Challenge to Athiests - is Religion a Pox on Mankind?

by jgnat 169 Replies latest watchtower beliefs

  • jgnat

    Qcmbr, we have a conservative government here in Canada that has promised to get "tough on crime". At the same time, statistically, our crime rate contiunes to decline. They are building more prisons, while cutting prison budgets. It's idiocy base on ideology rather than fact. This is not religiously based ideology.

    I don't think removing the religions is going to solve this sort of thing.

  • jgnat

    Hi, cofty. For obvious reasons I am going to take great care with my language here. I think I am better for reaching for an ideal and having a benevolent overseer, no matter how tenuous its existence. I also value community and collaborative effort to great causes.

    There is a disconnect between my conscious knowing and my cognitive feeling. For instance, ideologically I am most closely aligned to the Unitarian Universalists. But I find their services cerebral and deadly dull. You can imagine what I feel about the WTS corporate meetings. I need more dynamism in my worship. My little church has recently been overrun by the young people and we had bongo drums this past Sunday. My gosh, they are so earnest, leading worship. I enter a mindfulness state and sing, living in the moment. Horrors, if some of my fellow congregation members knew I was incorporating a Buddhist technique to enhance my worship.

    cofty: In other words very few people really live as if they believe their holy books, whatever they may claim to the contrary.

    Oh, very yes. I recall Barna's studies that find people in church have as many divorces as the rest of us, regardless of what they say they believe. I can't consciously pretend to believe any more however.

    I think Christ has been repurposed many times over the centuries to accommodate a kinder, gentler society.

    Earliest Jesus

    Trucker Jesus

  • cofty

    It's a valid question whether the beneficial aspects of religious community can be replaced without pretending to know things we don't.

    Alain de Botton proposed athiest church-like services. I would rather stick pins in my eyes. I also think it wouldn't work. Surely there is something in the mutual belief about being a "family of god" that leads directly to both the harmful and the positive aspects of religious community.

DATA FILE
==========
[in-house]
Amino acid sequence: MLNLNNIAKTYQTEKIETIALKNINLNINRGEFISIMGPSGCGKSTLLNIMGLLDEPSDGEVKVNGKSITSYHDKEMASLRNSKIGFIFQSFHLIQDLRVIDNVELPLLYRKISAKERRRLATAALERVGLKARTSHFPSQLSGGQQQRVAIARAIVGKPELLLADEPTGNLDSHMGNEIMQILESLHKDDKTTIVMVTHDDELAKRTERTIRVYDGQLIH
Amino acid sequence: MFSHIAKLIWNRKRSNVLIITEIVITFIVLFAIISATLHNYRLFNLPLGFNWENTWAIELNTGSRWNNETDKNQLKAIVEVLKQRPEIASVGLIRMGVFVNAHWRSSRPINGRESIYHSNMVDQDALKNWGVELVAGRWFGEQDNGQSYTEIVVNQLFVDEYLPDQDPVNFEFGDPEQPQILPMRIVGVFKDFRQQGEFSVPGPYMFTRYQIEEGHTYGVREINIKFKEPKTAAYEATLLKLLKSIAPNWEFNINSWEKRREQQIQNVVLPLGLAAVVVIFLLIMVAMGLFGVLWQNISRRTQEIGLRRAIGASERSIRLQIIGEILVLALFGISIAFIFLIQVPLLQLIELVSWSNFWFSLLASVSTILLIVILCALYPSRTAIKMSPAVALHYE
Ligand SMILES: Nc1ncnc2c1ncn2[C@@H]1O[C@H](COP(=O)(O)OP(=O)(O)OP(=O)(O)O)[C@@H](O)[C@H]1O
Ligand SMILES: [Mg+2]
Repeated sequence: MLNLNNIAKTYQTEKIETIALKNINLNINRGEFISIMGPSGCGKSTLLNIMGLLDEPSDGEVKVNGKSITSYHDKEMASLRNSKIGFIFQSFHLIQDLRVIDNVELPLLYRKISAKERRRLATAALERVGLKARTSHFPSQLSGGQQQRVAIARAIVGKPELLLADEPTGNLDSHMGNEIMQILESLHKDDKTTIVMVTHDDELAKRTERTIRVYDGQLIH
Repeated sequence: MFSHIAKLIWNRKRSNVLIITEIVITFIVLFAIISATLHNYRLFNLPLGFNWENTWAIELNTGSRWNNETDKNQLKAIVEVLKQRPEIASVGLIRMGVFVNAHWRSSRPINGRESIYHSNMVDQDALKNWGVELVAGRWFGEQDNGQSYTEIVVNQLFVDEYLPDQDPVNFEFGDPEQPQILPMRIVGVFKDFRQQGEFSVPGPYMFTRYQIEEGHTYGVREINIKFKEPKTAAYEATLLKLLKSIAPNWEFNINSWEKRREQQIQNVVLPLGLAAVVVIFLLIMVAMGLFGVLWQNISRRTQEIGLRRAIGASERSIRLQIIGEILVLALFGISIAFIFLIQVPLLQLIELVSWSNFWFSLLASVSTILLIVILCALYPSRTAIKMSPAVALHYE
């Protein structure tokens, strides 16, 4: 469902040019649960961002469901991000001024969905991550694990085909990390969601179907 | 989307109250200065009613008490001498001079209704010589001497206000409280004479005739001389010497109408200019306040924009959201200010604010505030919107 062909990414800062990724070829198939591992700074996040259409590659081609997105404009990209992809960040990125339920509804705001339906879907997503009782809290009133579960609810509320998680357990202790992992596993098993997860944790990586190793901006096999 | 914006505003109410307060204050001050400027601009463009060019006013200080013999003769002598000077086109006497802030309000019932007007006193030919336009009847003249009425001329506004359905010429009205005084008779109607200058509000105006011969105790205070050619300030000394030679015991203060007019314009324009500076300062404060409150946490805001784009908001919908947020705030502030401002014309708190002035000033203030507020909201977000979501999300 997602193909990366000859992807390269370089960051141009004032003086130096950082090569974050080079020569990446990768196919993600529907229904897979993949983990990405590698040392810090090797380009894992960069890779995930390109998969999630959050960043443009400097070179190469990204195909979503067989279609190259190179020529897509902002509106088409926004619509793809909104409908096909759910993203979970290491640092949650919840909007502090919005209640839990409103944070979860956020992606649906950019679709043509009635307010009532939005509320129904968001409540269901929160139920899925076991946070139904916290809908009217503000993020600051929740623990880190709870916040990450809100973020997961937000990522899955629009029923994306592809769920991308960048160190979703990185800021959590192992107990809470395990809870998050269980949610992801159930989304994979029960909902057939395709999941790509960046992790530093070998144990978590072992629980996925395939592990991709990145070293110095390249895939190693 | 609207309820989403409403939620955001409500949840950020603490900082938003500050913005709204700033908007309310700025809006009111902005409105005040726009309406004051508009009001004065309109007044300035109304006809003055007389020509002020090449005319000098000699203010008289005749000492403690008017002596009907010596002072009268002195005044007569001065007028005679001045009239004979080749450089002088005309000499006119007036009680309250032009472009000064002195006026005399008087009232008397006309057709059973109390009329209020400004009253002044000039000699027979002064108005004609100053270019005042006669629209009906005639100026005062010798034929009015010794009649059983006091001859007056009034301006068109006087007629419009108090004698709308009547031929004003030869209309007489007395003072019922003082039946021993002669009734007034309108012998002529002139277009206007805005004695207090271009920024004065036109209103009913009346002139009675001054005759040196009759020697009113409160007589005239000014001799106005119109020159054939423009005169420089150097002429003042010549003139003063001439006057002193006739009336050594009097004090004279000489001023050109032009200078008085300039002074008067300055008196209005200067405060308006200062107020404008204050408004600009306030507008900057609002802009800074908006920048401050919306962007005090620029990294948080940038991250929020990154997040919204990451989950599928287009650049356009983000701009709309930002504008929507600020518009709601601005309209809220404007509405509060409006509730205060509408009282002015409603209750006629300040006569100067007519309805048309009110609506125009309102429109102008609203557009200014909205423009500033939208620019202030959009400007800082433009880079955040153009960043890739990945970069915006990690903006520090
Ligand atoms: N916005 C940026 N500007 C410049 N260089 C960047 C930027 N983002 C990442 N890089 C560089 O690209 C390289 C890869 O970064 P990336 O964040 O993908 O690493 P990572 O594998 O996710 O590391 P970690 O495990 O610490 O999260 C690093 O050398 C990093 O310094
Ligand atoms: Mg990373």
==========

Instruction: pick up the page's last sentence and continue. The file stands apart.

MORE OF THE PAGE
• Phizzy

    I am very interested in the way this thread is progressing, under jgnats kindly but firm hand, and I am interested too in any ideas for enjoying the religious experience, joy, transendence, contact with something bigger than me, however you wish to define the experience, without religion actually being involved as far as my intellect is concerned.

    I kind of experience this when going to a concert, and listening to something like "Lark Ascending" played by a brilliant violinist, or when in a cathedral with a huge orchestra backing a talented Choir, but for me of course, god or belief does not enter in to this.

    I do not wish to put any kind of spanner in the works of this thread, but I cannot fault R.Dawkins meme that "Religion poisons everything".

    Faith and Belief, seperate from religion, may well be O.K though, but of course they are not for me.

  • cofty

    Phizzy - wasn't that Hitch?

  • Qcmbr

    jgnat - I agree that religion is one of many reality distorting ideas and does not stand alone. Teaching critical thinking, logic and rationality early on in life would do much to expand our wisdom and discernment when dealing with tripe ideas.

  • jgnat

    Like the relative harm of vaccines. A pet peeve of mine.

  • cofty

    Like the relative harm of vaccines

    It would be hard to argue that any benefit of religion outweighs the harm.

    In the case of Islam even more so.

  • jgnat

    I meant relative harm of vaccines against not having any, believing falsely that they are harmful.

    84% of the world is religious. How can the collective athiests effectively change anything without engaging believers? And, please, let's separate the fundamentalists from other religious folk. Fundamentalists will discard their professed beliefs in their zeal to wipe out imagined threats. Hence, suicide bombers, mad gunmen.

    On the positive side, take Charter for Compassion, an attempt to have religionists of all stripe and creed agree on some basic principles of love, understanding and care.

    One of the five pillars of Islam is care for the poor. There's the Red Crescent. I've met a young social worker in town here, passionate about supporting the community, and Muslim.

    Orphanages are still largely run by religious groups. Many are dismal places because of poor or inconsistent funding. Without the orphanages, however, the children would be even worse off. Religious people give more to charities than non-religious. What would happen to this most vulnerable population without religious funding?

  • cofty

    And, please, let's separate the fundamentalists from other religious folk

    There was a Muslim conference for peace recently in Norway. The audience was made up of mainstream Muslims, the people who live ordinary lives in our communities.

    One of the speakers asked his audience to raise their hands to indicate if they agreed with a succession of statements. The result illustrated the myth that only "fundamentalist" Muslims are hateful.

    Please spend 3 minutes to watch this...


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